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Kyle Eggimann writes on his blog LuckyGunnar in an article titled "Muscle Memory: Combat-Proven Self-Defense Training Tips":

One very important thing to remember is that while muscle memory can save your life in a defensive shooting situation, it can also get you killed. There are numerous accounts of police officers putting themselves in extreme danger by instinctively replicating behavior that they practiced in training. For example, in Lt. Col. Dave Grossman’s book On Combat, one officer recounts grabbing a pistol out of an assailant’s hands and then handing it right back to him. This bizarre action occurred because in training, the officer would always immediately hand the weapon back to his partner after he disarmed them.

Is this story an urban myth or did it really take place?

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    If not the mentioned book, what kind of evidence will you accept for this happening? I can't imagine it hasn't ever happened, just due to the sheer numbers of police officers.
    – Is Begot
    Commented Aug 18, 2015 at 13:02
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    @Geobits : I would expect an event like this to produce news stories. I would expect there to be more independent sources than just one book.
    – Christian
    Commented Aug 18, 2015 at 13:05
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    Brings to mind youtube.com/… Commented Aug 18, 2015 at 14:53
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    I was told exactly this at an actual university course probably 37 years ago in Germany. Slightly different: Police officers were told to pick up any spent bullets after training. So then there was a real shooting, everything should have been safe, except the police officer bent down to pick up his spent bullets without watching the criminal. If it is an urban legend, then it is very old.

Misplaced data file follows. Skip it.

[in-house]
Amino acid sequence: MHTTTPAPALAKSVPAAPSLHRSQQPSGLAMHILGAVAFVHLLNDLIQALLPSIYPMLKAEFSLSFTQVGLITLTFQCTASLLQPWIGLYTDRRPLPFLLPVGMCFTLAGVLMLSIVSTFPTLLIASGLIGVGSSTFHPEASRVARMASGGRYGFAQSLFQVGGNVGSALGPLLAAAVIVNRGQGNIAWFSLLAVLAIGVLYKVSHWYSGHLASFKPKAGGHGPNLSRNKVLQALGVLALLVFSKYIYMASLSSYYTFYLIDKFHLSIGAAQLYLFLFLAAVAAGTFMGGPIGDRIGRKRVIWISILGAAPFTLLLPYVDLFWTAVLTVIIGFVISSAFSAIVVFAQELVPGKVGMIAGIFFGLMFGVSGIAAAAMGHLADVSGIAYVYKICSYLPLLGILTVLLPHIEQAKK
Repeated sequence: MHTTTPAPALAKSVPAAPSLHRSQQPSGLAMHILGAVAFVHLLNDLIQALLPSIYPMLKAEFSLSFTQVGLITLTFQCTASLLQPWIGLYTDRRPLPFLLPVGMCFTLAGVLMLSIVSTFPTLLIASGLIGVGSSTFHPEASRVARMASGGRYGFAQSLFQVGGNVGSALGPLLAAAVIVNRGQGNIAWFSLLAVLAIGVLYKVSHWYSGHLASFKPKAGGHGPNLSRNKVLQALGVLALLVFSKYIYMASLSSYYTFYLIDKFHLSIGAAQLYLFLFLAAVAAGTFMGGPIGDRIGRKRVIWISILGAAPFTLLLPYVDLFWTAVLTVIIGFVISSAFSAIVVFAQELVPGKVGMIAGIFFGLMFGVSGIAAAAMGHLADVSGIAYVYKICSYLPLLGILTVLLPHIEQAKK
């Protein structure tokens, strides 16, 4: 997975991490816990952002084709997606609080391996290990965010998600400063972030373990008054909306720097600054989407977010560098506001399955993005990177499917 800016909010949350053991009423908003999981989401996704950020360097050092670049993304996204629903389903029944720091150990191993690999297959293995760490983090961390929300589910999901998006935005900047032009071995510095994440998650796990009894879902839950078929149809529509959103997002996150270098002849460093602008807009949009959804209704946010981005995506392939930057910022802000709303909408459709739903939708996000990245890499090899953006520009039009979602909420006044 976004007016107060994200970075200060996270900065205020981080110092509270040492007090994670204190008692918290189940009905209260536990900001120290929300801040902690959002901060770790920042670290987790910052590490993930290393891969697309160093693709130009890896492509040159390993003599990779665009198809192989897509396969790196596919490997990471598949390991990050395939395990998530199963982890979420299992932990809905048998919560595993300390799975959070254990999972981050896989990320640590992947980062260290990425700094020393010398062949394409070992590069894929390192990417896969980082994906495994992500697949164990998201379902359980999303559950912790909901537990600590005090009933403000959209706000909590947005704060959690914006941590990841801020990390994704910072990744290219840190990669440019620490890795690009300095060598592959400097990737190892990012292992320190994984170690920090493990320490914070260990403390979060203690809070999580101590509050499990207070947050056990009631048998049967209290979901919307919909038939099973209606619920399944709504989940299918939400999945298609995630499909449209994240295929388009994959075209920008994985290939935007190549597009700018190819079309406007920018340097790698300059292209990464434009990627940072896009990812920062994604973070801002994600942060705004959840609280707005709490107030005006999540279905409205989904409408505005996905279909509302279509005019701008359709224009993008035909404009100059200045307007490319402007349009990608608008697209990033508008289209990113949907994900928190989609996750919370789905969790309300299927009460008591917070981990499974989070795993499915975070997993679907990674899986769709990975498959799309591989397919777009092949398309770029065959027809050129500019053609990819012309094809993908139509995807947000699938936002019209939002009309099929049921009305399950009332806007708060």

– gnasher729
    Commented Dec 5, 2022 at 17:49

1 Answer 1

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On Combat: The Psychology and Physiology of Deadly Conflict in War and in Peace (2007) does have this story at page 76:

One police officer gave another example of learning to do the wrong thing. He took it upon himself to practice disarming an attacker. At every opportunity, he would have his wife, a friend or a partner hold a pistol on him so he could practice snatching it away. He would snatch the gun, hand it back and repeat several more times. One day he and his partner responded to an unwanted man in a convenience store. He went down one isle, while his partner went down another. At the end of the first isle, he was taken by surprise when the suspect stepped around the corner and pointed a revolver at him. In the blink of an eye, the officer snatched the gun away, shocking the gunman with his speed and finesse. But no doubt this criminal was surprised and confused when the officer hand the gun right back to him, just as he practiced hundreds of times before. Fortunately for this officer, his partner came around the corner and shot the subject.

There are similar stories in February 2004 Black Belt magazine, in an article by Jim Wanger at pages 38 and 40, one taking place in Canada and another in Finland, both involving officers returning weapons to a suspect after forcibly disarming the suspect.

There is more information about the Finland incident from Jim Wanger at: The Danger of Repetition, World Wide Dojo

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    I recall reading a story once about how the military has refined their training protocols to prevent exactly this. This naturally made me think that only a little knowledge would allow enemy soldiers to exploit them. For example, when practicing a choke hold, your sparring partner taps your shoulder to tell you he submits, and then you release. In combat, this just might trick you to release your enemy.
    – user11643
    Commented Apr 29, 2016 at 19:33
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    @fredsbend If you've got an enemy soldier in a chokeholdand they tap your shoulder to signal submission, and they continue fighting aftwards, that would count as a false surrender, which is considered a warcrime because it encourages unis to refuse to accept surrenders
    – nick012000
    Commented Dec 4, 2022 at 19:33
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    Do the quoted sources cite their original sources? If not this answer just looks like more unsourced examples of the same urban legend.
    – Brian Z
    Commented Dec 4, 2022 at 21:01
  • @BrianZ I didn't find any better sources unfortunately
    – DavePhD
    Commented Dec 5, 2022 at 0:01

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